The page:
The Squad:

Goalkeepers:

  • 1: Joe Hart- Fast becoming one of the world’s finest after a sterling season with Man City, England’s rightful #1
  • 13: Robert Green- Everyone may now associate him with that error in South Africa, but has recovered well after a season in the Championship with promoted West Ham
  • 23: Jack Butland- The 19-Year-Old has spent his season on loan at League Two Cheltenham. Called up as a replacement for the injured John Ruddy

Defenders:

  • 2: Glen Johnson- A so-so season with Liverpool, some question whether Micah Richards was a better choice
  • 3: Ashley Cole– He may be a love cheat and has an interest in shooting interns with air rifles, but a damn good left back and regarded as one of England’s only truly World-Class players
  • 5: Gary Cahill– Has impressed since joining Chelsea in January, is likely to start alongside club team mate……
  • 6: John Terry– The debate goes on as to whether exiled Rio Ferdinand should’ve been taken intstead, but has remained an England ever-present
  • 12: Leighton Baines– A solid season with Everton, however is more likely to be cover for Cole
  • 14: Phil Jones– A versatile young player with lots of potential, has a good chance of featuring in some capacity
  • 15: Joleon Lescott– Has played in a variety of positions for Man City this season, useful as cover
  • 18: Phil Jagielka– Originally on the standby list but has been called up to replace the injured Gareth Barry

Midfielders:

  • 4: Steven Gerrard (C)- Inspirational Captain for club Liverpool and can do the same for country, is having to adapt with age but remains a potent attacking force
  • 7: Theo Walcott- Has provided good services to Robin Van Persie for Arsenal this season, but has lacked composure in front of goal, will be jostling for position with club team-mate Oxlade-Chamberlain
  • 8: Jordan Henderson- Called up as cover for the injured Frank Lampard, hasn’t had a good start to life at the Anfield Club after his £20million move from Sunderland
  • 11: Ashley Young- Has consistently impressed for Man United this year (when he hasn’t been diving!), has also contributed with important goals this season as well
  • 16: James Milner- An established member of Mancini’s Man City side this season, isn’t afraid to defend as well as attack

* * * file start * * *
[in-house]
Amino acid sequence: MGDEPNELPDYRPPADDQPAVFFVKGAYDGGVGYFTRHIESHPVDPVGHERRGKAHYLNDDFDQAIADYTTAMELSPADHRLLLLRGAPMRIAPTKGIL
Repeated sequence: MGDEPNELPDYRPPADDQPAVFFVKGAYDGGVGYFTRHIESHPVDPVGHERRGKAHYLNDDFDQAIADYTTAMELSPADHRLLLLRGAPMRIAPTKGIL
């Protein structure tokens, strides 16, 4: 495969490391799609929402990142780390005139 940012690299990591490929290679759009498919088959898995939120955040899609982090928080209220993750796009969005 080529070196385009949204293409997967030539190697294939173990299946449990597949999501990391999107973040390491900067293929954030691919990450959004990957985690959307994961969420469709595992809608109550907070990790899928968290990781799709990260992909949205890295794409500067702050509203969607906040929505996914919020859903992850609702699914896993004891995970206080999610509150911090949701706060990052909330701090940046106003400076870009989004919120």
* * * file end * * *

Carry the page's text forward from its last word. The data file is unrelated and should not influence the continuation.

• 17: Scott Parker-England have been left sweating over his fitness, but will be likely to be the midfield anchor if he is able to perform, another fantastic season so far
  • 19: Stewart Downing– Yet to score a goal at Liverpool after moving there, but he has had the most shots without scoring a goal this season (74), so it’s not through lack of trying! Will need to prove himself
  • 20: Alex Oxlade-Chamberlain– Potential by the bagful, he has speed and awareness beyond his years, definitely one to watch

Forwards:

  • 9: Andy Carroll- Form has improved dramatically in the latter part of the season, his inclusion has been deserved on that basis
  • 10: Wayne Rooney- Suspended for the first two group games, competition will be fierce for starting spots while he isn’t there
  • 21: Jermain Defoe– Not a regular in Harry Redknapp’s Spurs side, but has still managed to score 17 goals this season, also has big tournament experience which could prove vital
  • 22: Danny Welbeck– Good early season form perhap fizzled out slightly as the season wore on, but is a natural goalscorer

Well documented absences include veteran Rio Ferdinand, Micah Richards, Daniel Sturridge and even Peter Crouch. But in honesty, everyone’s England squad is different, as is everyone’s England starting XI. But most people’s squads probably won’t have varied too much from the 23 that were selected out of who was fit.

Newly appointed coach Gary Neville has already said that expectations for the Championships are “realistic” inside the England camp. And rightfully so to be honest, while the squad is very good, they still don’t have much experience as a team together and that may tell against the likes of Spain because their team has stayed pretty consistent over the course of a few years.

So finally, my prediction for England will be to get to the quarter finals, but if they win the group, that may be an attractive prospect for a possible semi-final against Germany, Netherlands or Portugal, so in all: Quarter Finals is most likely, but 3rd place is also achievable.